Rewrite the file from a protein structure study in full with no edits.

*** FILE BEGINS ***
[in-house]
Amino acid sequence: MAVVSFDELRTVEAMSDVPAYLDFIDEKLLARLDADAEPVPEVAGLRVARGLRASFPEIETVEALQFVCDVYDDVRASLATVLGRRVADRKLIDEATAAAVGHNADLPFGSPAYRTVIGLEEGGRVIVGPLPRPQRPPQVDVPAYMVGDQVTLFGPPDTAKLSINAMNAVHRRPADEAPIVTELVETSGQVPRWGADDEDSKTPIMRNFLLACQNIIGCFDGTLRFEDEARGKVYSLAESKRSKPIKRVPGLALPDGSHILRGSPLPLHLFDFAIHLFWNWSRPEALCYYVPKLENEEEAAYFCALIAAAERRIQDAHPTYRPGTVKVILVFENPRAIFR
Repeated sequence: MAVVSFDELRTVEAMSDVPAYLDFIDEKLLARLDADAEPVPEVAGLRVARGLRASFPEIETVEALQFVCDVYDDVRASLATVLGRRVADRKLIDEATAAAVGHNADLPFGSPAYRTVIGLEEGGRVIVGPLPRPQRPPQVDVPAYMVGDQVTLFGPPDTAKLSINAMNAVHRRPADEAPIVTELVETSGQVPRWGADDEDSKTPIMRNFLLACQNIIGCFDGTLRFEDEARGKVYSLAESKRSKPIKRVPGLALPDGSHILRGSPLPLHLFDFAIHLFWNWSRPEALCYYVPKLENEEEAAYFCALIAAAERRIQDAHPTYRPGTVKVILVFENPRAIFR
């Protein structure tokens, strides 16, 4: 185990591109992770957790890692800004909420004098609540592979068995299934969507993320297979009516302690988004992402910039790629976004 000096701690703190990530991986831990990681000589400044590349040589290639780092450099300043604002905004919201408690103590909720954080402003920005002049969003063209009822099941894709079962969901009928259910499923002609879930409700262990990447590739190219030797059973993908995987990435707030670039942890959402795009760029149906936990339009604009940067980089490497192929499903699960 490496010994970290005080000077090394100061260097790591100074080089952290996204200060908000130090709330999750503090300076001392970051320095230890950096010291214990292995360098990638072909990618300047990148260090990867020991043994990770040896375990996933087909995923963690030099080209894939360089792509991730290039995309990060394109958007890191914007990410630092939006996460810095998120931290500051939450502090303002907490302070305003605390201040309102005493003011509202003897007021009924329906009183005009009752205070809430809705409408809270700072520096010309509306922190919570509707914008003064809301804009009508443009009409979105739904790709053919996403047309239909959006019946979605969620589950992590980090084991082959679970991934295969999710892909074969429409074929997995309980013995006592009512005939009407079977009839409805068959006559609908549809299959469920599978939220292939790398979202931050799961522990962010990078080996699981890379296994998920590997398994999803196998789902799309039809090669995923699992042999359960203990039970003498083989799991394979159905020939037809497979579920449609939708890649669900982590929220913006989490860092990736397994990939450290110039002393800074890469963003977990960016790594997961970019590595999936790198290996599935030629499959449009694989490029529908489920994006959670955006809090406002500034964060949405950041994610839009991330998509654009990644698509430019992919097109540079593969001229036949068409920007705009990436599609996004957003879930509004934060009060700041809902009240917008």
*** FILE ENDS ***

[in-house]
Amino acid sequence: MAVVSFDELRTVEAMSDVPAYLDFIDEKLLARLDADAEPVPEVAGLRVARGLRASFPEIETVEALQFVCDVYDDVRASLATVLGRRVADRKLIDEATAAAVGHNADLPFGSPAYRTVIGLEEGGRVIVGPLPRPQRPPQVDVPAYMVGDQVTLFGPPDTAKLSINAMNAVHRRPADEAPIVTELVETSGQVPRWGADDEDSKTPIMRNFLLACQNIIGCFDGTLRFEDEARGKVYSLAESKRSKPIKRVPGLALPDGSHILRGSPLPLHLFDFAIHLFWNWSRPEALCYYVPKLENEEEAAYFCALIAAAERRIQDAHPTYRPGTVKVILVFENPRAIFR
Repeated sequence: MAVVSFDELRTVEAMSDVPAYLDFIDEKLLARLDADAEPVPEVAGLRVARGLRASFPEIETVEALQFVCDVYDDVRASLATVLGRRVADRKLIDEATAAAVGHNADLPFGSPAYRTVIGLEEGGRVIVGPLPRPQRPPQVDVPAYMVGDQVTLFGPPDTAKLSINAMNAVHRRPADEAPIVTELVETSGQVPRWGADDEDSKTPIMRNFLLACQNIIGCFDGTLRFEDEARGKVYSLAESKRSKPIKRVPGLALPDGSHILRGSPLPLHLFDFAIHLFWNWSRPEALCYYVPKLENEEEAAYFCALIAAAERRIQDAHPTYRPGTVKVILVFENPRAIFR
């Protein structure tokens, strides 16, 4: 185990591109992770957790890692800004909420004098609540592979068995299934969507993320297979009516302690988004992402910039790629976004 000096701690703190990530991986831990990681000589400044590349040589290639780092450099300043604002905004919201408690103590909720954080402003920005002049969003063209009822099941894709079962969901009928259910499923002609879930409700262990990447590739190219030797059973993908995987990435707030670039942890959402795009760029149906936990339009604009940067980089490497192929499903699960 490496010994970290005080000077090394100061260097790591100074080089952290996204200060908000130090709330999750503090300076001392970051320095230890950096010291214990292995360098990638072909990618300047990148260090990867020991043994990770040896375990996933087909995923963690030099080209894939360089792509991730290039995309990060394109958007890191914007990410630092939006996460810095998120931290500051939450502090303002907490302070305003605390201040309102005493003011509202003897007021009924329906009183005009009752205070809430809705409408809270700072520096010309509306922190919570509707914008003064809301804009009508443009009409979105739904790709053919996403047309239909959006019946979605969620589950992590980090084991082959679970991934295969999710892909074969429409074929997995309980013995006592009512005939009407079977009839409805068959006559609908549809299959469920599978939220292939790398979202931050799961522990962010990078080996699981890379296994998920590997398994999803196998789902799309039809090669995923699992042999359960203990039970003498083989799991394979159905020939037809497979579920449609939708890649669900982590929220913006989490860092990736397994990939450290110039002393800074890469963003977990960016790594997961970019590595999936790198290996599935030629499959449009694989490029529908489920994006959670955006809090406002500034964060949405950041994610839009991330998509654009990644698509430019992919097109540079593969001229036949068409920007705009990436599609996004957003879930509004934060009060700041809902009240917008």